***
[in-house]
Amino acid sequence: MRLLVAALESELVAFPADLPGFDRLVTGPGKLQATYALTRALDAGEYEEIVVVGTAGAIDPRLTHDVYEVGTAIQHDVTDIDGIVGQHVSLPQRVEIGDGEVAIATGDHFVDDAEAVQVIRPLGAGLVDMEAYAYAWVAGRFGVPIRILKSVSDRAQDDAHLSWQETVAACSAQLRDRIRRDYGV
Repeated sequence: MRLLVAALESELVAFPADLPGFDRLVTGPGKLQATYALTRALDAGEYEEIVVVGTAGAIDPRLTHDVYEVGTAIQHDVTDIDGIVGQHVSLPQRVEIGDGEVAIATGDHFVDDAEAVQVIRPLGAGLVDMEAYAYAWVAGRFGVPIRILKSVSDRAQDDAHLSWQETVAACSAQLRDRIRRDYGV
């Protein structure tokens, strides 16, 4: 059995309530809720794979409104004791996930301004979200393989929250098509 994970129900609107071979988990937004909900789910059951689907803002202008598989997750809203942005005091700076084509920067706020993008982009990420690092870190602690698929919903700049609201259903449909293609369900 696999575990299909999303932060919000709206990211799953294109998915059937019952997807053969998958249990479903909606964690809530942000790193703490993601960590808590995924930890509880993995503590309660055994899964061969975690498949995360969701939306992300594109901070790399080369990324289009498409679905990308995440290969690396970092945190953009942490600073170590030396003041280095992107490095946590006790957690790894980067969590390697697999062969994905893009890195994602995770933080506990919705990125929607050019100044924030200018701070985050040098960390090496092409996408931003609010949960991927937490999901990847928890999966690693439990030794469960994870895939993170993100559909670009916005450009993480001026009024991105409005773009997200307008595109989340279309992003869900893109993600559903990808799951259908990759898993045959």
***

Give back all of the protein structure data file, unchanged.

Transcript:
[in-house]
Amino acid sequence: MRLLVAALESELVAFPADLPGFDRLVTGPGKLQATYALTRALDAGEYEEIVVVGTAGAIDPRLTHDVYEVGTAIQHDVTDIDGIVGQHVSLPQRVEIGDGEVAIATGDHFVDDAEAVQVIRPLGAGLVDMEAYAYAWVAGRFGVPIRILKSVSDRAQDDAHLSWQETVAACSAQLRDRIRRDYGV
Repeated sequence: MRLLVAALESELVAFPADLPGFDRLVTGPGKLQATYALTRALDAGEYEEIVVVGTAGAIDPRLTHDVYEVGTAIQHDVTDIDGIVGQHVSLPQRVEIGDGEVAIATGDHFVDDAEAVQVIRPLGAGLVDMEAYAYAWVAGRFGVPIRILKSVSDRAQDDAHLSWQETVAACSAQLRDRIRRDYGV
């Protein structure tokens, strides 16, 4: 059995309530809720794979409104004791996930301004979200393989929250098509 994970129900609107071979988990937004909900789910059951689907803002202008598989997750809203942005005091700076084509920067706020993008982009990420690092870190602690698929919903700049609201259903449909293609369900 696999575990299909999303932060919000709206990211799953294109998915059937019952997807053969998958249990479903909606964690809530942000790193703490993601960590808590995924930890509880993995503590309660055994899964061969975690498949995360969701939306992300594109901070790399080369990324289009498409679905990308995440290969690396970092945190953009942490600073170590030396003041280095992107490095946590006790957690790894980067969590390697697999062969994905893009890195994602995770933080506990919705990125929607050019100044924030200018701070985050040098960390090496092409996408931003609010949960991927937490999901990847928890999966690693439990030794469960994870895939993170993100559909670009916005450009993480001026009024991105409005773009997200307008595109989340279309992003869900893109993600559903990808799951259908990759898993045959």